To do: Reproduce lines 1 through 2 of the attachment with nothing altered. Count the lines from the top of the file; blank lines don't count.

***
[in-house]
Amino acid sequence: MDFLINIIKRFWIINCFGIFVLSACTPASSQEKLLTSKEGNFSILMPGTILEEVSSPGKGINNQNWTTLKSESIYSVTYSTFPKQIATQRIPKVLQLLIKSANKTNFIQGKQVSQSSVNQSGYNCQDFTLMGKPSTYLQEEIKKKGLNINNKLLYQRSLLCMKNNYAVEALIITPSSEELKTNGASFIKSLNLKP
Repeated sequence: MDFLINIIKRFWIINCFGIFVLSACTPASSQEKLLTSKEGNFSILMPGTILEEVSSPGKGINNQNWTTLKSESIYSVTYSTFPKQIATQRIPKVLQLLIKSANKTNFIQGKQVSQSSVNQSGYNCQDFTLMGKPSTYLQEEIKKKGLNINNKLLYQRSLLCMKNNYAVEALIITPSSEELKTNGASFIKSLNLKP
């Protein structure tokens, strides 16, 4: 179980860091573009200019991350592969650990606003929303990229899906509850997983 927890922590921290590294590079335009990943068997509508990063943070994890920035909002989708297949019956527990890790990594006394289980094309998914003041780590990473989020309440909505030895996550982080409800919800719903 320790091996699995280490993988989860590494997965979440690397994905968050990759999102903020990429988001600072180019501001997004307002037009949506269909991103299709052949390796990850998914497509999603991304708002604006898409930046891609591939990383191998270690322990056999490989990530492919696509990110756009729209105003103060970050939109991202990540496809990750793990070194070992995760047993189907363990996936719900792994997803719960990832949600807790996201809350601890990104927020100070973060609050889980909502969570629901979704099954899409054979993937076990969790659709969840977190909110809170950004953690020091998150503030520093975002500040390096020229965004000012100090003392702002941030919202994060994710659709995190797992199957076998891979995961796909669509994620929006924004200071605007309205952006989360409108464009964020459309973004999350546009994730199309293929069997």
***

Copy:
[in-house]
Amino acid sequence: MDFLINIIKRFWIINCFGIFVLSACTPASSQEKLLTSKEGNFSILMPGTILEEVSSPGKGINNQNWTTLKSESIYSVTYSTFPKQIATQRIPKVLQLLIKSANKTNFIQGKQVSQSSVNQSGYNCQDFTLMGKPSTYLQEEIKKKGLNINNKLLYQRSLLCMKNNYAVEALIITPSSEELKTNGASFIKSLNLKP